I know the tendency these days is for rapid release of software, but I prefer the older, slower incrementing software. Consider that (MS) DOS went from 1.x to 6.x in over 10 years, while Firefox (for example) has gone up to 52 (!) in that time.
For people who play games that allow massive numbers of choices all the time (such as a strategy game), let me ask a question:
Suppose you are starting a single player campaign from scratch. Your plan is well laid out in your mind and you know the game mechanics well. You’re not interested in experimenting this time. You start off… and something goes badly. Do you restart? (I’m assuming you can’t reload from a save.)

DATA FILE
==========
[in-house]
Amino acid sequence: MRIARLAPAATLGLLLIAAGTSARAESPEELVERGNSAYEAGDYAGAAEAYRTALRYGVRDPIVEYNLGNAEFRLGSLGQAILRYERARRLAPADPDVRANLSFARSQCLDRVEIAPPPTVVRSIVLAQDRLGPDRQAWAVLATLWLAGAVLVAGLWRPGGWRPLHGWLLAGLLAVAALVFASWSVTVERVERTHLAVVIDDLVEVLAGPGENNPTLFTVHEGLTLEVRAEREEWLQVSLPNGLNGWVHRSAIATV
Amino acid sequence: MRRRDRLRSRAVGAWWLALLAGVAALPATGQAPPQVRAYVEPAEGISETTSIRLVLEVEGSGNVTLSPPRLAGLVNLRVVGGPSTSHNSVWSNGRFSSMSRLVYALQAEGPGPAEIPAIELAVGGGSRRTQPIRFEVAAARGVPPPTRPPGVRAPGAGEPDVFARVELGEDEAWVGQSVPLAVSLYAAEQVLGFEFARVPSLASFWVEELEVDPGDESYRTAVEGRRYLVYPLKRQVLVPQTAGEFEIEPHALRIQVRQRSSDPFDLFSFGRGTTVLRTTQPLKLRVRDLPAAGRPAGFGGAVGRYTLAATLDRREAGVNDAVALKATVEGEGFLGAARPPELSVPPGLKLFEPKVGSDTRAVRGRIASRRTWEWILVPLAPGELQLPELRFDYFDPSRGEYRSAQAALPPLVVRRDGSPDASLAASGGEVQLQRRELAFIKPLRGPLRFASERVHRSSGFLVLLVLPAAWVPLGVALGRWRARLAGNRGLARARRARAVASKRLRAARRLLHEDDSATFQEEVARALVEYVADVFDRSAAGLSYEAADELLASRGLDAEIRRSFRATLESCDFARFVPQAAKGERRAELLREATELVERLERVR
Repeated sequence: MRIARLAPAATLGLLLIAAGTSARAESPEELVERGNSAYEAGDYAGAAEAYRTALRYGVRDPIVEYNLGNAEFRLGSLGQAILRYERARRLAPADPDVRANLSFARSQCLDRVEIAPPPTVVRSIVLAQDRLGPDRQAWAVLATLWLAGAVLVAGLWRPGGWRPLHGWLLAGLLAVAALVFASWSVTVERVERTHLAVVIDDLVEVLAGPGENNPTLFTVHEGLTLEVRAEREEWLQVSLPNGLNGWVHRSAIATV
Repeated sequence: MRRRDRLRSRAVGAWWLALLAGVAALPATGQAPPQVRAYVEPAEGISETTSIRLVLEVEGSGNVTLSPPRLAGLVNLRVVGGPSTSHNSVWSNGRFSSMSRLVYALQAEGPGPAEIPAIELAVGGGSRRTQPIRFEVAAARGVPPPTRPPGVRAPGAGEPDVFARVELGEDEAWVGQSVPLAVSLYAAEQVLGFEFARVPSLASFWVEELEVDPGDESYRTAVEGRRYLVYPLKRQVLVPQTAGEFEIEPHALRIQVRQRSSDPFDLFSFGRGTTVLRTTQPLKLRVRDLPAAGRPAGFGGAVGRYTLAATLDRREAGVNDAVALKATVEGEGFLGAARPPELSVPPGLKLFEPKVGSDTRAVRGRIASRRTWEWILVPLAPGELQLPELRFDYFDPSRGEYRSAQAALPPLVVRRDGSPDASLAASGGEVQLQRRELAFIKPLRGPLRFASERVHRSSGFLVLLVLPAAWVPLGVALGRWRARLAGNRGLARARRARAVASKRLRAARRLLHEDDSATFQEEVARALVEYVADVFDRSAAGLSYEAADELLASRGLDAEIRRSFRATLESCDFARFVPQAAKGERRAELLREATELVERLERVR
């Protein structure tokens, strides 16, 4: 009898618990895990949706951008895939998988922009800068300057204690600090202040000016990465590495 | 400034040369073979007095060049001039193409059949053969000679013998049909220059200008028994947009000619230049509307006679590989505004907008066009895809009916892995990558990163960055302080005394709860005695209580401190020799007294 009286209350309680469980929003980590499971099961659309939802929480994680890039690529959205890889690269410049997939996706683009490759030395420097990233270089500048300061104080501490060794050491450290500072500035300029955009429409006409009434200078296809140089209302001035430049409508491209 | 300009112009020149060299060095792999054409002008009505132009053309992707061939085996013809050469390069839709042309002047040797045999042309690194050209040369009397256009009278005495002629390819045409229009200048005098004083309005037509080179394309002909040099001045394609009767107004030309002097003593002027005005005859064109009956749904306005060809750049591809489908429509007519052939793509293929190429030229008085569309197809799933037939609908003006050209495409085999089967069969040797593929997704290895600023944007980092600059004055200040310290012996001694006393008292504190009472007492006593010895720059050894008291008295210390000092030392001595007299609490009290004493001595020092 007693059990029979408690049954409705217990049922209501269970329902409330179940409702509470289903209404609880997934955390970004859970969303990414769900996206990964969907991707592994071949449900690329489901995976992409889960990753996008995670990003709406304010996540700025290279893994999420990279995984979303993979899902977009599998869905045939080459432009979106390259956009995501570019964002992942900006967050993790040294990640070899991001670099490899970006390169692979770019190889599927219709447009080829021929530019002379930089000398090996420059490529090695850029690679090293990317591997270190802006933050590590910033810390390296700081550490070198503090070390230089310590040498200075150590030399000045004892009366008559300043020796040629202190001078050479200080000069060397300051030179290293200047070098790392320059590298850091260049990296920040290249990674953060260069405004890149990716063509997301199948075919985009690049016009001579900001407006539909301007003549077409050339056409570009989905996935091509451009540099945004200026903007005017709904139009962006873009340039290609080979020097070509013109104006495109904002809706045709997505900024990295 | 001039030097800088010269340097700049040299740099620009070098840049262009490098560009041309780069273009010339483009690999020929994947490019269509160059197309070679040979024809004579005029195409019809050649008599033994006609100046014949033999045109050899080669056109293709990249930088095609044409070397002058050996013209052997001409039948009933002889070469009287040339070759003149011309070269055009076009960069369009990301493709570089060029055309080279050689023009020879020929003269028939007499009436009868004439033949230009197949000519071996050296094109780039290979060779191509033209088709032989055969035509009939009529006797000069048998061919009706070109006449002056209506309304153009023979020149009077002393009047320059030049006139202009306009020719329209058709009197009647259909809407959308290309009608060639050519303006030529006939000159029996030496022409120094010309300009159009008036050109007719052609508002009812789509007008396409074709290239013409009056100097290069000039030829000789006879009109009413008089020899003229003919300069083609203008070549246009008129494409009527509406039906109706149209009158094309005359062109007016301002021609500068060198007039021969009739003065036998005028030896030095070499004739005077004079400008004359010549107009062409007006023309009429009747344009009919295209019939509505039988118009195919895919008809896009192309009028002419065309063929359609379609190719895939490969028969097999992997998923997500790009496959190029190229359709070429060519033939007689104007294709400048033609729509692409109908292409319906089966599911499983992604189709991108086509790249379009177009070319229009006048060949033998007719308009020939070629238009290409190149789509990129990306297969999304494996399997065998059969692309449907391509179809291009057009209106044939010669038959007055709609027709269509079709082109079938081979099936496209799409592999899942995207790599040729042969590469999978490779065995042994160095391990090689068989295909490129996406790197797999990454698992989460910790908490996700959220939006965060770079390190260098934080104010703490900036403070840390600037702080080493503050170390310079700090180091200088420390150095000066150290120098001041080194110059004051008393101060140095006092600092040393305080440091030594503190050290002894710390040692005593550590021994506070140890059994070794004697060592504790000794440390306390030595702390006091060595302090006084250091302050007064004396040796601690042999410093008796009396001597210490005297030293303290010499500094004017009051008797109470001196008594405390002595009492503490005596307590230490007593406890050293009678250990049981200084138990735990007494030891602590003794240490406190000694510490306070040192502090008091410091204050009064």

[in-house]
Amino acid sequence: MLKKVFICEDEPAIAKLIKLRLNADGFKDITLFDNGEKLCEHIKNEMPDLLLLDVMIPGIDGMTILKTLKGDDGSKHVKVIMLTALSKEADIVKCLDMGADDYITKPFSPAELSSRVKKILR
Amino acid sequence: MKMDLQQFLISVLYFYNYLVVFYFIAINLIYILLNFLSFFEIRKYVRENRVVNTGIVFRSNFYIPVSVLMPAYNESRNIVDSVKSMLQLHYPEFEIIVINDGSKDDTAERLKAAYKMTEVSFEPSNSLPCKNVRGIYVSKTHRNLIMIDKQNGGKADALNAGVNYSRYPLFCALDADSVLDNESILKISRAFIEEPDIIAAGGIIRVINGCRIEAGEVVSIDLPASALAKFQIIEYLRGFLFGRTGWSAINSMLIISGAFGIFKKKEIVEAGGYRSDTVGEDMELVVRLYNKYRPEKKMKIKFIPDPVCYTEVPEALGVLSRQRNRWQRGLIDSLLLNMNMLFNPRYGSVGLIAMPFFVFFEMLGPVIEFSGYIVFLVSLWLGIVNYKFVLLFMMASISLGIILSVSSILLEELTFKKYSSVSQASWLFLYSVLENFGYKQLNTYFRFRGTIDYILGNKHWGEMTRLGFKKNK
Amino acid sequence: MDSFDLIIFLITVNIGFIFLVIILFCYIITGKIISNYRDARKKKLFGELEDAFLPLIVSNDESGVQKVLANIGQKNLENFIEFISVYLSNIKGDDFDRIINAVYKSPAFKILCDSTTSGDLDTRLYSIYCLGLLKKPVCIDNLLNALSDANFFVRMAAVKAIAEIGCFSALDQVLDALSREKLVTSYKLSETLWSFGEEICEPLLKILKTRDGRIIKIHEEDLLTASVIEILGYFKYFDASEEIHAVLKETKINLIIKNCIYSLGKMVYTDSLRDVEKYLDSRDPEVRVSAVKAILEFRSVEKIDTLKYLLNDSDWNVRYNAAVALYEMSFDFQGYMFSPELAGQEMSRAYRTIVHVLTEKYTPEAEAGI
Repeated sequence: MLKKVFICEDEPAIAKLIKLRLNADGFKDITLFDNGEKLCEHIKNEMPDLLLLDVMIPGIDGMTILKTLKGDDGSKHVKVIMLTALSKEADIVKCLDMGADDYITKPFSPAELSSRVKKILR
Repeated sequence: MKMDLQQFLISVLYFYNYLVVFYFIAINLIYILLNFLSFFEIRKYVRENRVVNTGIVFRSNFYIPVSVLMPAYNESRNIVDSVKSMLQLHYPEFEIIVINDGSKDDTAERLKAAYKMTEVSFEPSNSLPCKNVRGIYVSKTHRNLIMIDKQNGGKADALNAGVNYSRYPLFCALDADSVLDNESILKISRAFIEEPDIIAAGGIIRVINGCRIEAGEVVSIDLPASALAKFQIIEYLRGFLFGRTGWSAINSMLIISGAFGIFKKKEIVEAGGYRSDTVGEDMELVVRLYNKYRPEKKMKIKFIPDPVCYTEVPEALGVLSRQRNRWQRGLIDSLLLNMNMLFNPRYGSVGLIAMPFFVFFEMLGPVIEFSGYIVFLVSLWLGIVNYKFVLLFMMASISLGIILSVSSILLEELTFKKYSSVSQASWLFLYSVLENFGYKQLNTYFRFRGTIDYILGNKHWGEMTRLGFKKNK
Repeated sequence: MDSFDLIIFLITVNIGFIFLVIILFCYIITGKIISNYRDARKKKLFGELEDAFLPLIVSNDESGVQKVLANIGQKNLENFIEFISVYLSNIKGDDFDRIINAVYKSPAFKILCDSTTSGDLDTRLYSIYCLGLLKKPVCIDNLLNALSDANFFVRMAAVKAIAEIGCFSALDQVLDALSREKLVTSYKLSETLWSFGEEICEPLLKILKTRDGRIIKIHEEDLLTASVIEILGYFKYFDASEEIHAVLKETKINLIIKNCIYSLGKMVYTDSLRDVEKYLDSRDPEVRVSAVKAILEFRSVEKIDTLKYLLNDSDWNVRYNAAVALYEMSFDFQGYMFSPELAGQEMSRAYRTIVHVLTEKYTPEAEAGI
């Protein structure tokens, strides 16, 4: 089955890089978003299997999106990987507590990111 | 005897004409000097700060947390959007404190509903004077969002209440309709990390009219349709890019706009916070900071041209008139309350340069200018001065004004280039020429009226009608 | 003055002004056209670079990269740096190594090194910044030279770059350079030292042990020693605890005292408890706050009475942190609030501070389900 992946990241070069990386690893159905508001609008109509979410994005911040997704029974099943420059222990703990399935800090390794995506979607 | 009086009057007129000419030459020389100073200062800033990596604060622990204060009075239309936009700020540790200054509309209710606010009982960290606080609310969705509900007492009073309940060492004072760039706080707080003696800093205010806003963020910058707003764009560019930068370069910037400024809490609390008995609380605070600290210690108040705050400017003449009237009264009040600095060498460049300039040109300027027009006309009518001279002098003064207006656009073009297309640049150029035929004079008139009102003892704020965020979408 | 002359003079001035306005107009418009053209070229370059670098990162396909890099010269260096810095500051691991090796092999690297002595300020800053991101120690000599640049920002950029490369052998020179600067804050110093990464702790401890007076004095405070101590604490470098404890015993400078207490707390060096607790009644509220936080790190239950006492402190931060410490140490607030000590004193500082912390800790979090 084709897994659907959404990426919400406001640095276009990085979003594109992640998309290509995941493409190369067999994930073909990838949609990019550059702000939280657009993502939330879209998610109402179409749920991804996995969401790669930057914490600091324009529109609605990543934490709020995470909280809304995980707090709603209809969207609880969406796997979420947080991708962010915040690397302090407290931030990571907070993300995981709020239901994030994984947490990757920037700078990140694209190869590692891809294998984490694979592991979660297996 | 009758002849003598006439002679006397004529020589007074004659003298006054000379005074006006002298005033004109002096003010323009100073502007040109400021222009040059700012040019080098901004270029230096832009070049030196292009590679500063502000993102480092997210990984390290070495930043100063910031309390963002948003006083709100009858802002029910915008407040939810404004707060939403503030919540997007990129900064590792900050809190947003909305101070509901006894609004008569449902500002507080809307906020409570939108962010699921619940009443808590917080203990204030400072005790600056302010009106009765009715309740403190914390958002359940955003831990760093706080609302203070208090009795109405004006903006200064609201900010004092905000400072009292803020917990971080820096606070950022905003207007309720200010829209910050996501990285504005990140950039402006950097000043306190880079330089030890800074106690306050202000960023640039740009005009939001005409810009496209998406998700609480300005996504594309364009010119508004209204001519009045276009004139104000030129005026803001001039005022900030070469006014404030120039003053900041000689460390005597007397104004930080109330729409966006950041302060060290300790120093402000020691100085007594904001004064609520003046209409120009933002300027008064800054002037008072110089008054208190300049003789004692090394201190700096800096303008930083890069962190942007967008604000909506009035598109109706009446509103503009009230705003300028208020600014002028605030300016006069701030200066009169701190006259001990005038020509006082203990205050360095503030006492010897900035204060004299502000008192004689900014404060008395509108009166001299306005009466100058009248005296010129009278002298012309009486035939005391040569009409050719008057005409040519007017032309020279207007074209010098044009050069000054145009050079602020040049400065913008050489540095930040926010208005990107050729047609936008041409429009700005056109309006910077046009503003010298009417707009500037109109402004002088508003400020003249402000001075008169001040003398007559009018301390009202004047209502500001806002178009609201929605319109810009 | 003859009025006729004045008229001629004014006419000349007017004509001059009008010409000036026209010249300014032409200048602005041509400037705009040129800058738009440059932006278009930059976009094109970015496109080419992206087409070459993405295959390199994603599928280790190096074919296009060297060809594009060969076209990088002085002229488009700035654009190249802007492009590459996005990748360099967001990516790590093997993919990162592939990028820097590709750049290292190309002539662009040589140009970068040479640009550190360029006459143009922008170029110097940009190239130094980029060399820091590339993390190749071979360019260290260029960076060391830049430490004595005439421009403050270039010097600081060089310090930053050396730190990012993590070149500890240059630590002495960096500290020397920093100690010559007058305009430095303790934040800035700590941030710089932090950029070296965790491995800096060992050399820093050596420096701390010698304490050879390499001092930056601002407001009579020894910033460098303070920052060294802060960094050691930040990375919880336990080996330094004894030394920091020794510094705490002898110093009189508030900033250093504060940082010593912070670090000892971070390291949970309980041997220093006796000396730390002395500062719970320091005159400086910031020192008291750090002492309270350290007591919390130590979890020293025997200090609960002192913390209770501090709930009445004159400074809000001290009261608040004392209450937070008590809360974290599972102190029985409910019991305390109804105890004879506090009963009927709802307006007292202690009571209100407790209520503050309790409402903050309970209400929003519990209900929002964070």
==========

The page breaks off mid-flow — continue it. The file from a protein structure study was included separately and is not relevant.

Let’s be more quantitative (or try to):
Suppose you had a graph. The x-axis is time, either real or game time, whichever is appropriate. The y-axis is likelihood of giving up and restarting or just quitting and not coming back.
Does it look like this:
Or more like this?
Or something else entirely?
I guess this is a proxy question for how seriously you take your particular game, and how perfectionistical you are. (;
Let me know with a comment.
As all engineers and scientists know, graphs can be beautiful when well done. They can also be beautiful by accident, like when Microsoft Excel mistakes what the data is and what the categories are. That’s what happened here:
I found out, while working on a textbook, that the decimal value of 12/12.12 is 0.9900 9900 9900 9900 … forever and ever.
I know repeating, non terminating fractions are not new to anyone in math, but I found this particularly satisfyingly interesting. Anyone have any of their own to share?